‘Love-jihad’, ‘ghar-wapsi’: Don’t communalise inter-faith marriages, warns Kerala HC

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Quoting American civil rights activist and poet Maya Angelou, the bench noted in its order: “Love recognises no barriers, it jumps hurdles, leaps fences, penetrates walls to arrive at its destination full of hope.”

A Division Bench of the Kerala High Court Thursday came down heavily on the campaign by various religious groups against what they describe as “Love Jihad” and said that “every case of inter-religious marriage shall not be portrayed on a religious canvas and create fissures in the communal harmony otherwise existing in God’s own country Kerala”.

The division bench of V Chitambaresh and Satish Ninan was hearing a habeas corpus petition filed by Anees Hameed, a 25-year-old from Kannur, who had moved the high court seeking the release of his wife Sruthi Meledath from her family’s custody. The court ruled that Sruthi be allowed to stay with Hameed, and dismissed the petitions of the woman’s parents and a helpline run by a Christian group that wanted to implead itself in the case.

“We are appalled to notice the recent trend in the state to sensationalise every case of inter-religious marriage as either love jihad or ghar wapsi. Disturbing news is coming from several parts of the country that young men and women who undergo inter-caste marriages are threatened with violence or violence is actually committed on them,’’ it said.

“In our opinion, such acts of violence or threats or harassment are wholly illegal and those who commit them must be severely punished. This is a free and democratic country and once a person becomes a major, he or she can marry whosoever he or she likes. If the parents of the boy or girl do not approve of such inter-caste or inter-religious marriage, the maximum they can do is that they can cut off social relations with the son or the daughter. But they cannot give threats or commit or instigate acts of violence, and cannot harass the person who undergoes such inter-caste or inter-religious marriage,’’ said the bench.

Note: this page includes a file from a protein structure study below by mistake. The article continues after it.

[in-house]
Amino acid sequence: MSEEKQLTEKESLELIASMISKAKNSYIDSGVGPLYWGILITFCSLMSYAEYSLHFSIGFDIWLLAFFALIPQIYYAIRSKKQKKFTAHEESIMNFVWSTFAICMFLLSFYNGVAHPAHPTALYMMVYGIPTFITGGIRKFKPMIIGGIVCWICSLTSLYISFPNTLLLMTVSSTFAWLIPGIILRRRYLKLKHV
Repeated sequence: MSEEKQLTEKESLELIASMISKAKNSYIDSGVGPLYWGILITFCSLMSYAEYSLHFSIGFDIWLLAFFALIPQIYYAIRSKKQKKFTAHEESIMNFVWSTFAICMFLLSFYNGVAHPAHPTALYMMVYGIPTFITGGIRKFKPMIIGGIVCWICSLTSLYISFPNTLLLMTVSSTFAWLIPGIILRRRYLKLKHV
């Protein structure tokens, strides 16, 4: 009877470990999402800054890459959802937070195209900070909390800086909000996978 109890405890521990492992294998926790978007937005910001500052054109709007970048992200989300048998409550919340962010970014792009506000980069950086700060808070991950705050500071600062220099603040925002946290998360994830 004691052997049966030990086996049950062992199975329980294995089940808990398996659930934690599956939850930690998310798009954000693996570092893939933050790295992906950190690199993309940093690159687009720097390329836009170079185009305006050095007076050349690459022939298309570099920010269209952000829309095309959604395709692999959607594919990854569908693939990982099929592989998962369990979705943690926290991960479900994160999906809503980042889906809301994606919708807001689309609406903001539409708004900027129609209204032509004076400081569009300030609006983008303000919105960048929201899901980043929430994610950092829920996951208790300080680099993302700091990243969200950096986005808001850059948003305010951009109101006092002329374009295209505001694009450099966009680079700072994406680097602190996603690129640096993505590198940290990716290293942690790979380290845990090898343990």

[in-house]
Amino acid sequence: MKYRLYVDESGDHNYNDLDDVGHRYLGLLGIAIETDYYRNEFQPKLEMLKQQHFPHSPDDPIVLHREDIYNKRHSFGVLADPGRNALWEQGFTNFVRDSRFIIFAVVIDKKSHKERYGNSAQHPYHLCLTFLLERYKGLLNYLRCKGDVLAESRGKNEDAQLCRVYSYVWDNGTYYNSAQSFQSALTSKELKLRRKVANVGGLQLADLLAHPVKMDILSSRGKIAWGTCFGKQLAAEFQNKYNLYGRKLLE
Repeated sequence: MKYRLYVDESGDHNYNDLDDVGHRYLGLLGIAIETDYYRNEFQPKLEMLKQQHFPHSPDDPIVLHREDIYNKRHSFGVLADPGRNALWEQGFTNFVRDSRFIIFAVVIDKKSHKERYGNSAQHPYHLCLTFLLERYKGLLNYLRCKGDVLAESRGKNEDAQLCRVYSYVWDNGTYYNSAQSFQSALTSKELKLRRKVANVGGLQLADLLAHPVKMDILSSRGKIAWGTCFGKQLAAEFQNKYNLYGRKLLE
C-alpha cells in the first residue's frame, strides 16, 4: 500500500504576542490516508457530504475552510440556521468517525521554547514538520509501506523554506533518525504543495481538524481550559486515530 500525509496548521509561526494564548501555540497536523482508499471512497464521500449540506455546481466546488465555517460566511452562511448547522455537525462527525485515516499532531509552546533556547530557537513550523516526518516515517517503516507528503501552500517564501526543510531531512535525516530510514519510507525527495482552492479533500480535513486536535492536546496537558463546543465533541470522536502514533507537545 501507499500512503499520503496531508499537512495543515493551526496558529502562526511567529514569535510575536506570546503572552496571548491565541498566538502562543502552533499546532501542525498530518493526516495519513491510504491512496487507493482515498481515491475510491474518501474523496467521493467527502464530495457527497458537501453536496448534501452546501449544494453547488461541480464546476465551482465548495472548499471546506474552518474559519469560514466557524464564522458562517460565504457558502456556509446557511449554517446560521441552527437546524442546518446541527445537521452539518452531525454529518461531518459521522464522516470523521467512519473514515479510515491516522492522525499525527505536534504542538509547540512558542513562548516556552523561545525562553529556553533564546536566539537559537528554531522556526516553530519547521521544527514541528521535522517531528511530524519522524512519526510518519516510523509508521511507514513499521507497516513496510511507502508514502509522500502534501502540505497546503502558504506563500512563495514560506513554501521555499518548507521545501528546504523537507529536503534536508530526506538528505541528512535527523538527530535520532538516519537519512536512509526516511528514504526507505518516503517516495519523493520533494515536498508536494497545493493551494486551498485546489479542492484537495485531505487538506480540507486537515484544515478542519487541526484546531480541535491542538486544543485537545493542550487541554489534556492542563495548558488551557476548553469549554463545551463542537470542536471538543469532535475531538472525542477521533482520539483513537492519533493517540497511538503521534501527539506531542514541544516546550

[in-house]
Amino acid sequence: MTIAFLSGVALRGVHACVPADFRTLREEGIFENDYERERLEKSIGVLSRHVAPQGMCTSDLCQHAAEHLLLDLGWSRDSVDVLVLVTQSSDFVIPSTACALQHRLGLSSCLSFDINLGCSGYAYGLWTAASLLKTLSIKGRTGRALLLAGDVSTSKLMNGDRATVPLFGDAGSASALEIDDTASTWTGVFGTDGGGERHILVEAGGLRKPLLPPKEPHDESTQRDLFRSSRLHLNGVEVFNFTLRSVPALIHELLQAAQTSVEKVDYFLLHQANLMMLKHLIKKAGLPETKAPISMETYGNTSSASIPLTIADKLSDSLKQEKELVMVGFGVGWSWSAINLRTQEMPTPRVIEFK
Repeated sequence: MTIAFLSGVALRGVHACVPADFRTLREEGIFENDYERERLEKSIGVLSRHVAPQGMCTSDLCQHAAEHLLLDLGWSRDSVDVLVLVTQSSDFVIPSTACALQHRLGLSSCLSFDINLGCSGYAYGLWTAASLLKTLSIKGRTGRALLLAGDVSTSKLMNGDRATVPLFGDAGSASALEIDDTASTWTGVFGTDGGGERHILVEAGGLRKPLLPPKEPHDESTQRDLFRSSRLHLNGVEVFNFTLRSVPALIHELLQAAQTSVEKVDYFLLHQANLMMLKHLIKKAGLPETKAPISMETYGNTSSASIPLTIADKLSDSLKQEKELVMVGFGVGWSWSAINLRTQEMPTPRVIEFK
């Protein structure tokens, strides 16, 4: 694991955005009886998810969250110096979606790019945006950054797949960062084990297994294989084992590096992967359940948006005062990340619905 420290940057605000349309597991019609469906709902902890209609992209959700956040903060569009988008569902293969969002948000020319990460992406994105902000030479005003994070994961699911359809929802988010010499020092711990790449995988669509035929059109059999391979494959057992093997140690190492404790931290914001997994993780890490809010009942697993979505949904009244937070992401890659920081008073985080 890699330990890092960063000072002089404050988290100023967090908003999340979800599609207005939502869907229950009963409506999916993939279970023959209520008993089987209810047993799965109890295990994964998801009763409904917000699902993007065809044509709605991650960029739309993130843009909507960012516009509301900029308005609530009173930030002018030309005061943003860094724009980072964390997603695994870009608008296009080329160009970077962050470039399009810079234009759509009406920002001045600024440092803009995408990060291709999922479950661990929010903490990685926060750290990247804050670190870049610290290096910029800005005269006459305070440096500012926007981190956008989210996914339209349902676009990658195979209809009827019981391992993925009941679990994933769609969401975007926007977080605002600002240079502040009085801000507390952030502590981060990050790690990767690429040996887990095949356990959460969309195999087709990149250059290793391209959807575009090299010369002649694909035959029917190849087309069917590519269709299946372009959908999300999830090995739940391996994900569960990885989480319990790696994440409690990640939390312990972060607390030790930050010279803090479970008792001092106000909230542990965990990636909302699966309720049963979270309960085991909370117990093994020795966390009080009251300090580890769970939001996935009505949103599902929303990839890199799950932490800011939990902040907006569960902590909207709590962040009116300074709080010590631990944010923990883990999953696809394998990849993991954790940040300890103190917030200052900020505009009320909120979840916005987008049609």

In its order dismissing the plea of the parents for custody of the woman, the court assured that it will “protect the individual liberty of even the lowest citizen of this country and unlock the doors of freedom if there is a faintest doubt that she is unlawfully confined or illegally detained”.

Quoting American civil rights activist and poet Maya Angelou, the bench noted in its order: “Love recognises no barriers, it jumps hurdles, leaps fences, penetrates walls to arrive at its destination full of hope.”
Referring to Hameed’s wife, the court said, “We applaud the extraordinary courage shown by Sruthi to live up to her conviction and decry the attempt of her parents to deflect the course of justice by misleading litigations. Sruthi is ordered to be set at liberty and it is for the couple to decide their future course of action without interference from her parents.”

Sruthi had stated in court that after the inter-faith marriage, her family had forcibly kept her at the Siva Sakthi Yoga Vidya Kendram near Kochi, which helps “reconvert” Hindu women who have embraced other religions. Deposing in court two weeks ago, Sruthi alleged that she was tortured by counsellors and yoga trainers at the centre when she refused to leave Hameed.

Sruthi and Hameed were students of a college in Kannur before they decided to get married. However, after their marriage, Sruthi’s parents moved a habeas corpus petition in the high court in May. She was produced in court and allowed to stay with Hameed. Later, her parents reportedly took her to the yoga centre and kept her there for nearly two months.

Last week, the Kerala government had told the Supreme Court that a police investigation into the marriage of a Muslim man to a Hindu woman who had embraced Islam had not found anything that would warrant a probe by the National Investigation Agency (NIA). The government’s statement was in relation to the marriage of Shafin Jahan with Akhila alias Hadiya, which was set aside in May by the Kerala High Court, which entrusted the woman’s custody to her parents. Jahan had sought a recall of an earlier order by the Supreme Court directing the NIA to probe whether there was a wider pattern of alleged “love jihad” in the case.

 

 

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